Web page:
Food photography weekends are long, but very rewarding. Calley has been working just as hard at the recipes for our upcoming book as I have on the knitting patterns. But it’s very different work (less yarn, for instance)
I’m out of the house at 6:30 to get to the farm with the whole day still ahead. But Calley doesn’t get to sleep in either. This past weekend she was up early getting dough kneaded and rising.
By 8am we’re out in the garden picking ingredients for the photos
Calley has already assembled a list of the recipes we’re shooting that day, and the shots and angles she thinks will work best. Sometimes we mix things up, but it’s important to have a plan
Just like knitwear we spend a LOT of time going over all the little details of these photos. White background or blue? Or maybe canvas? What highlights the red in those tomatoes? How do we tackle the grease on the burgers so they still look appetizing*? Which twine goes best with this parchment paper?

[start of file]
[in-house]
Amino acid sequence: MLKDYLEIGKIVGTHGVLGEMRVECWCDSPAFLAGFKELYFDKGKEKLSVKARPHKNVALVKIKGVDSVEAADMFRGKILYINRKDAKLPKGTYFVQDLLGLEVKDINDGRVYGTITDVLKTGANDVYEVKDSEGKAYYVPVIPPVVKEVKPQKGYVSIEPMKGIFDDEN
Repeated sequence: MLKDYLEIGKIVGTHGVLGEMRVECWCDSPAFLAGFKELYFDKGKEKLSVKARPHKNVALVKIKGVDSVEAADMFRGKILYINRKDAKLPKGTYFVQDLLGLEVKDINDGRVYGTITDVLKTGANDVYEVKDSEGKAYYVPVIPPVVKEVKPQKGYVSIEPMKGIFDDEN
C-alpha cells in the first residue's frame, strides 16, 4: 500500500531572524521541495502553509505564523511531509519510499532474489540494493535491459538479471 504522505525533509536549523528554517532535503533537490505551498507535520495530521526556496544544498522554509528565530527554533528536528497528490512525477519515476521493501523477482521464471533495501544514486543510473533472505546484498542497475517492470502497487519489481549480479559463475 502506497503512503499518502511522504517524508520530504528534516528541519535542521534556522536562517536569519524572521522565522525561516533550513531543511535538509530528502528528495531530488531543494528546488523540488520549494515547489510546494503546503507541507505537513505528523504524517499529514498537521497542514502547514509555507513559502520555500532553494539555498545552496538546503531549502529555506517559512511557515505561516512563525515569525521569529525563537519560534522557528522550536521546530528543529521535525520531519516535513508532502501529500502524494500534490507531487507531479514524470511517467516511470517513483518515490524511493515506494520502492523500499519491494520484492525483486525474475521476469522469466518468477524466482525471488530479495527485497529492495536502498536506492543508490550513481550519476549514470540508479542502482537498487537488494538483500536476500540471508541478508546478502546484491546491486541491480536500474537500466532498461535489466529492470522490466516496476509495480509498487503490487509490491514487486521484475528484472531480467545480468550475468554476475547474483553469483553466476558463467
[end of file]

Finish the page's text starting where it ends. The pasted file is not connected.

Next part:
The photo studio is an awesome setup, but one you’d never expect to find, on a narrow dirt road, in the back of a little vermont town, you go up a narrow farmhouse staircase
And find this
Props, background boards, tables, chairs, vases, black cloth, white cloth, fancy photogaphy lights and diffusers and cameras – oh my!
When we started discussing this book Calley was taking some really excellent amature food photography. But in the last year she’s worked side by side with a couple of pros from the field. And you know what? Her photos are amazing now! I cannot WAIT for you to see what we’ve got in store for this book.
*answer: blot them with a tissue. Grease can be blotted on and blotted off…